In my practice, I oftentimes meet with clients who are “apologetic” for taking my time given their perception that they “… really don’t have that much [in assets]” but have come to see me based on the encouragement from friends or relatives.
All Adults 18 Years and Older Need Planning
This week’s article, “Are Your Beneficiary Designations Current?” is the first in a series of four articles discussing key information on estate planning matters. The following articles will also be included in this series:
Part 2: Updated Planning for Clients with Married Separate Trusts
Over the last several weeks I have written articles concerning various topics of cottage law – succession planning, charitable giving, tax planning and the effect of the new federal estate and gift tax law. As we approach the end of the year I will focus my thoughts and articles on estate planning and related topics that you may find helpful as you reflect on this past year and look forward to the future.
One of the most critical issues in any cottage succession plan is “when,” “how” and “to whom” can common owners of the family cottage transfer their ownership interest. Absent specific planning rules to govern these issues, transfers of ownership and decisions of an owner to sell his/her ownership in the family cottage is usually the most significant threat to keeping the cottage in the family.
Restrictions Usually Require “Intra” Family Transfers
Many of you have been there. You tell your children, “Please clean up your room” and get the response, “But I just cleaned it!”
One of the challenges I often encounter in my practice, particularly in cottage succession planning and family business situations, is that clients tend to focus on how things work in the present. They assume that present methods of management, problem-solving, payment of expenses, use of the family cottage and how ownership interest would be transferred will work the same way in the future. That is a risky assumption.
Insurance coverage is an important item to be addressed with respect to Cottage Law and Cottage Succession Planning. Every cottage has insurance to cover risks of loss due to damage of property and liability to individuals who may be injured on the premises. Insurance coverage is extremely important and, in most cases, is required by banks or lenders that hold the mortgage on a cottage or vacation property. So the question becomes, “What should an individual or family engaged in a cottage succession plan do with respect to their insurance coverage?”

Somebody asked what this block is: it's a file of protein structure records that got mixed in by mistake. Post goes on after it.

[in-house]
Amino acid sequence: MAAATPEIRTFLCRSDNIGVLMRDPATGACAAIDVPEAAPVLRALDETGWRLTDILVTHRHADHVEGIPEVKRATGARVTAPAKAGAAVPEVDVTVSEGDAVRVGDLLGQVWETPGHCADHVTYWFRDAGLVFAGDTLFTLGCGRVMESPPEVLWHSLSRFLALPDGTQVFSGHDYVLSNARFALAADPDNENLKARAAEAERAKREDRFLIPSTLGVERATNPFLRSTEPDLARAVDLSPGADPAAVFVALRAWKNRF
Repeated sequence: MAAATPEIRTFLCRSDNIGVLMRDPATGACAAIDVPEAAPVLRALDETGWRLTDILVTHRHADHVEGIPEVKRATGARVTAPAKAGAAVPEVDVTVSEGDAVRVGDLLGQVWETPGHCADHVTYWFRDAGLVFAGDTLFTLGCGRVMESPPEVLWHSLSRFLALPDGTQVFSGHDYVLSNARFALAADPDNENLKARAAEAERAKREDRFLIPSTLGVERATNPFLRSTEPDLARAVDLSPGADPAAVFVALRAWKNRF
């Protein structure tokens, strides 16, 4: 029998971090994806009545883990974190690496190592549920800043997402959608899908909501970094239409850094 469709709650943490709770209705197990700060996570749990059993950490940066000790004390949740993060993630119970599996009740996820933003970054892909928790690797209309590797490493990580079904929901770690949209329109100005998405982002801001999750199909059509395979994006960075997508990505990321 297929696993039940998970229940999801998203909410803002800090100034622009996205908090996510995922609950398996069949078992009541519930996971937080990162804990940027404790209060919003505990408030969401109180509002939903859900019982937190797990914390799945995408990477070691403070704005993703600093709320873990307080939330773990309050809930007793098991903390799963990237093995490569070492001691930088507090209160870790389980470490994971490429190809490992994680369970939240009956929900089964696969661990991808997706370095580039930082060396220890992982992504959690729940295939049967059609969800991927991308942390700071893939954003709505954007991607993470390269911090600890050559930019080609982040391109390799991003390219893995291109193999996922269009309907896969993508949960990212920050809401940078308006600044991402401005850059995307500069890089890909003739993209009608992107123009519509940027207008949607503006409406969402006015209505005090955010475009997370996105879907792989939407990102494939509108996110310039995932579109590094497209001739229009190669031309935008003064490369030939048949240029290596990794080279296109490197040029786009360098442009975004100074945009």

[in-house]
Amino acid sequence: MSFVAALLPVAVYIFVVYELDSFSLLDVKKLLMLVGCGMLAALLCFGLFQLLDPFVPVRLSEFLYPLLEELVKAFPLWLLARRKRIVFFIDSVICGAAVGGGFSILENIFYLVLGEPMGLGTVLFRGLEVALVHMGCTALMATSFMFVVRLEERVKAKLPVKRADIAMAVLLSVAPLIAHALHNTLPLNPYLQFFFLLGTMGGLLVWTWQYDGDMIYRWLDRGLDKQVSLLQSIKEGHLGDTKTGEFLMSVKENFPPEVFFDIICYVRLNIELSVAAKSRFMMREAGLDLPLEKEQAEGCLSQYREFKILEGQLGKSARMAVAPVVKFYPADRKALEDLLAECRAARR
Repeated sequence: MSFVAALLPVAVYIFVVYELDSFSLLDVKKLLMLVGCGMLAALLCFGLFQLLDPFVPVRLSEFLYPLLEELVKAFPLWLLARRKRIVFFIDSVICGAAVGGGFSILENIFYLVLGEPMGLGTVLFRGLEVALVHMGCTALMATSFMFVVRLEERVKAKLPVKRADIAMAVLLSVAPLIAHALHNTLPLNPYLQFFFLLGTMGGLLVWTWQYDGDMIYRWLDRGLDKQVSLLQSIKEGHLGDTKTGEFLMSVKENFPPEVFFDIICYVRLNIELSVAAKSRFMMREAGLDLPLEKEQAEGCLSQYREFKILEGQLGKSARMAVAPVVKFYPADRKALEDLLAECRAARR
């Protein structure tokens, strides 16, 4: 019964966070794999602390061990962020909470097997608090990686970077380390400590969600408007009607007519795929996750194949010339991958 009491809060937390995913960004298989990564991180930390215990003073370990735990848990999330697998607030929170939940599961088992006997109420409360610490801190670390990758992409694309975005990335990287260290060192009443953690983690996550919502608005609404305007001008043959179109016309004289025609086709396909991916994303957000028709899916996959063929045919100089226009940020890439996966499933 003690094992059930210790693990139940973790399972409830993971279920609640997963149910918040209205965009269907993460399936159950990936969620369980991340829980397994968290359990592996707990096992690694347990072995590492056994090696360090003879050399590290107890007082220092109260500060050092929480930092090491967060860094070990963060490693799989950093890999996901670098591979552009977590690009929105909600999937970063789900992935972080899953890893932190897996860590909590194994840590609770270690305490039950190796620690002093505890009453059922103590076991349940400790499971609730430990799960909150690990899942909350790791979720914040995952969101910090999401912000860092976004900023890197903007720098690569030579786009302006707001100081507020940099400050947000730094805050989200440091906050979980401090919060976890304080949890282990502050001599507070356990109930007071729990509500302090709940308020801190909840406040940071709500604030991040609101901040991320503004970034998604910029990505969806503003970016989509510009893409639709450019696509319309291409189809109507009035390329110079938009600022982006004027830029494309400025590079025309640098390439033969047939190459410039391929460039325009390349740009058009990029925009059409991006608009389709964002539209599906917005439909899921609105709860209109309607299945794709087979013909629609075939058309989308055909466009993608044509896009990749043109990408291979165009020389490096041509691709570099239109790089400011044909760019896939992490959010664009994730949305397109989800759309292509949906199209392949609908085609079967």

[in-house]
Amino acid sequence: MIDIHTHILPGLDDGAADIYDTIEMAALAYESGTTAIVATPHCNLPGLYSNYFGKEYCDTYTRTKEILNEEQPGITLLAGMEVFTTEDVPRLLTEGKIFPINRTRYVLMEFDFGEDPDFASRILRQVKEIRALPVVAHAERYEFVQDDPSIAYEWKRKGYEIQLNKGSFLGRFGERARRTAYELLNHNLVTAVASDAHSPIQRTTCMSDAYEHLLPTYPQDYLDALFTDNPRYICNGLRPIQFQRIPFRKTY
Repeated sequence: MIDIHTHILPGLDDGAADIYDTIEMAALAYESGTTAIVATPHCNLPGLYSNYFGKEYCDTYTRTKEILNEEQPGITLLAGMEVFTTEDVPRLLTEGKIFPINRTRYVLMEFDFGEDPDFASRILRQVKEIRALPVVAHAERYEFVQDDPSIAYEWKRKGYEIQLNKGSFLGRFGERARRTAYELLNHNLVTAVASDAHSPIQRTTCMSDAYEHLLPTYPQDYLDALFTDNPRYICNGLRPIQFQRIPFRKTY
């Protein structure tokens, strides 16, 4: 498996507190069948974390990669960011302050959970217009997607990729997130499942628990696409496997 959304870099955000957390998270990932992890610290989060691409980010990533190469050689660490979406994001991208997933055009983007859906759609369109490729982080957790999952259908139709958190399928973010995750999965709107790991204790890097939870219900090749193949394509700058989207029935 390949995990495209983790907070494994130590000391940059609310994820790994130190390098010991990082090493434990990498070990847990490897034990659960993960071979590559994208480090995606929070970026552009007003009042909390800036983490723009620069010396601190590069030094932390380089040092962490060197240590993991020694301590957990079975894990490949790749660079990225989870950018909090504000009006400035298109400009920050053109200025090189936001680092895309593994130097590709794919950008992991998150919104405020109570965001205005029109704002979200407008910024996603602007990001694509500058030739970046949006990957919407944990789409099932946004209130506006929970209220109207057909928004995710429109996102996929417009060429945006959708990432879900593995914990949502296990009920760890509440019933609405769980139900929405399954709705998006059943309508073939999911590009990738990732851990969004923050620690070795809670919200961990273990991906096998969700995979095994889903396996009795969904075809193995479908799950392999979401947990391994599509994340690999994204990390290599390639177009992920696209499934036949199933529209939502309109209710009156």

Transfers of Ownership and Property Tax Uncapping
As a general rule, when there is a transfer of title of property in Michigan, the value of the property is "uncapped" and increased for the assessment of property tax. This results in a significant increase of property taxes, oftentimes to the point that the next generation of new owners in a family cannot afford to keep the family cottage.
A common concern among parents wishing to transfer ownership of cottages and other legacy-type residences to their children is the "uncapping" of real estate taxes that occurs upon transfer of ownership. The general rule is that as long as someone owns real estate, the "taxable value" of the real estate remains "capped" and increases only incrementally against a statutory capped amount on an annual basis.
New Michigan Law Expands Exemptions from Uncapping Property Tax Values for Transfers Between Parents and ChildrenSun, 08/11/2013 - 10:44 — superadmin
The Michigan legislature recently added an exemption to the definition of "Transfer of Ownership" under the uncapping provisions of the General Property Tax Act. The new law provides that beginning December 31, 2013, transfers of residential real property from a transferor to a transferee who is related by blood or affinity to the first degree are not "transfers of ownership" and do not "uncap" the taxable value of the property provided that the use of the property does not change following the transfer. (MCL 211.77(a)(7)(s))